Higher rate of interest designed to spur settlement
When a court orders a party to pay compensation, the amount can be subject to interest. The interest rate has been as high as 13.5 per cent since 1983, and is 8 per cent now.
Under the law, the court may set an interest rate it thinks fit or as provided by the rules of court from when the cause of action arises to the time of judgment. After judgment, the debt will be at an interest rate ordered by the court or according to a rate fixed by the chief justice, called the judgment interest rate.
The Gazette Notice publishes these rates at intervals, and they are available on the Inland Revenue Department and Judiciary websites. High Court and District Court judgments ordering compensation must do so at these published rates.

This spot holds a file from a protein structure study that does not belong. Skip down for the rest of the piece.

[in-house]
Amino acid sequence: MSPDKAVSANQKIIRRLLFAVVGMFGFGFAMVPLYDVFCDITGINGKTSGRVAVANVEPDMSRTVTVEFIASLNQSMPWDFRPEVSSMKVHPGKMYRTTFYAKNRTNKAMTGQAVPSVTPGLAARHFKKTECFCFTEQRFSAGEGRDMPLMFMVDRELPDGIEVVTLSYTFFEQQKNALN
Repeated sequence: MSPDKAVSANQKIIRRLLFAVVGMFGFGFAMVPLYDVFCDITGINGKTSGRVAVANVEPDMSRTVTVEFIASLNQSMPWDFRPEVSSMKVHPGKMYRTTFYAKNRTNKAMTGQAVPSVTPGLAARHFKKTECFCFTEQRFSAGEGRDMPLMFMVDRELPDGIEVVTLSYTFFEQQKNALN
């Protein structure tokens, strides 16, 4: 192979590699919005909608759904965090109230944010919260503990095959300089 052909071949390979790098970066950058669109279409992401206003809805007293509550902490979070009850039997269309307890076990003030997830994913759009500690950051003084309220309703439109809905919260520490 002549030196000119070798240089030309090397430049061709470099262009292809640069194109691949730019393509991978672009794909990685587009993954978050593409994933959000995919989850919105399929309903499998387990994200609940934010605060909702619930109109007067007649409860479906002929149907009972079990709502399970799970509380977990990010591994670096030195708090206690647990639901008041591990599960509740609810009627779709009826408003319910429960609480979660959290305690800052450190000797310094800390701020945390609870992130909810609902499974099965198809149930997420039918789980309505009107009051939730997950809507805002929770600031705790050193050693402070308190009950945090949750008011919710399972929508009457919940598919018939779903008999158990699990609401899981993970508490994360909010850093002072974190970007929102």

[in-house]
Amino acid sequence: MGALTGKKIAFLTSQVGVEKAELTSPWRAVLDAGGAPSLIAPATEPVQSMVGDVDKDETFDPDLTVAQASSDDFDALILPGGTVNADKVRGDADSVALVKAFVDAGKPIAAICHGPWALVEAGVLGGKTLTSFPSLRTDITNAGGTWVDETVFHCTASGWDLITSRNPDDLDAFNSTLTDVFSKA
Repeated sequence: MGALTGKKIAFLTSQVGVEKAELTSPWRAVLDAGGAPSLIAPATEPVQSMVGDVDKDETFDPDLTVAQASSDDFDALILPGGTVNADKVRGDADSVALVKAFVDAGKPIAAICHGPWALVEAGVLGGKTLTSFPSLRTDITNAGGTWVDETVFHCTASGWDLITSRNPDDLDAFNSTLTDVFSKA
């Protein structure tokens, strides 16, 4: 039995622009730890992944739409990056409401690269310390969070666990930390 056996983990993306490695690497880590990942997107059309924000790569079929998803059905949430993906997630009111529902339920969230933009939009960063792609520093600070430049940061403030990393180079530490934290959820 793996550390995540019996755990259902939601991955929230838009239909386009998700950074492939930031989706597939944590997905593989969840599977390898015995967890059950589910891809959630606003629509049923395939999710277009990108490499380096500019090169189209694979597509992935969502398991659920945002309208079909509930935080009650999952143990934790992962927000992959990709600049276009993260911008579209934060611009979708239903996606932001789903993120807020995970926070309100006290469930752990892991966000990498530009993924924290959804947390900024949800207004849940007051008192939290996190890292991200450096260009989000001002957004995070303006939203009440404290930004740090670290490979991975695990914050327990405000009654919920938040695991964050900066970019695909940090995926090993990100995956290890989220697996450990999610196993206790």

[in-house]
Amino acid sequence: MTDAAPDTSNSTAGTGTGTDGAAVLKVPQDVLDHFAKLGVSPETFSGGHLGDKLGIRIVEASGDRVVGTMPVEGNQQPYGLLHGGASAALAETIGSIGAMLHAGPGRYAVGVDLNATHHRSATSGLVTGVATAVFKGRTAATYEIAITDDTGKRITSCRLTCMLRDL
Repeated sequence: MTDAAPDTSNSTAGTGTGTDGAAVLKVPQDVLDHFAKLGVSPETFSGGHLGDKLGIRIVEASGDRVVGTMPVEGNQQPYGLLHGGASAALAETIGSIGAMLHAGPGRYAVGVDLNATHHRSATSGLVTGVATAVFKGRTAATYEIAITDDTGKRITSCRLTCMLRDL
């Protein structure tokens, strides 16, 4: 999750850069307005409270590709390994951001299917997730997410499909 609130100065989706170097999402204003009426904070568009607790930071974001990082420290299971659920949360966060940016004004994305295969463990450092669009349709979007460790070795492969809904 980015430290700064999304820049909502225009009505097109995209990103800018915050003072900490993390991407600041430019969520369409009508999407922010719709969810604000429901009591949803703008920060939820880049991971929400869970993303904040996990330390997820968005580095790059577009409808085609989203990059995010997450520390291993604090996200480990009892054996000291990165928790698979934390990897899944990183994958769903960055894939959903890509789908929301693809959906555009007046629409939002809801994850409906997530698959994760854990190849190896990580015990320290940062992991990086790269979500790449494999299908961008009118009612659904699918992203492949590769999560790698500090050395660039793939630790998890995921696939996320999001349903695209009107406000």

Christine Koo Cheung Man-kok, a partner at Koo Christine M. & Ip, says judgment interest rates are usually higher than bank interest rates.
The present rate of 8 per cent compares, for example, to HSBC's latest best lending rate of 5 per cent and its fixed deposit rate of 0.2 per cent on HK$1 million and above.
Judgment interest rates have ranged from 6 per cent to 13.5 per cent since 1983, the earliest year for which the Judiciary and Internal Revenue Department have provided judgment interest rates online.
Koo and Robertsons partner Michael Lintern-Smith say the higher rate is meant to promote settlement. If a party knows it must pay the judgment interest rate, it is likely to settle earlier rather than later.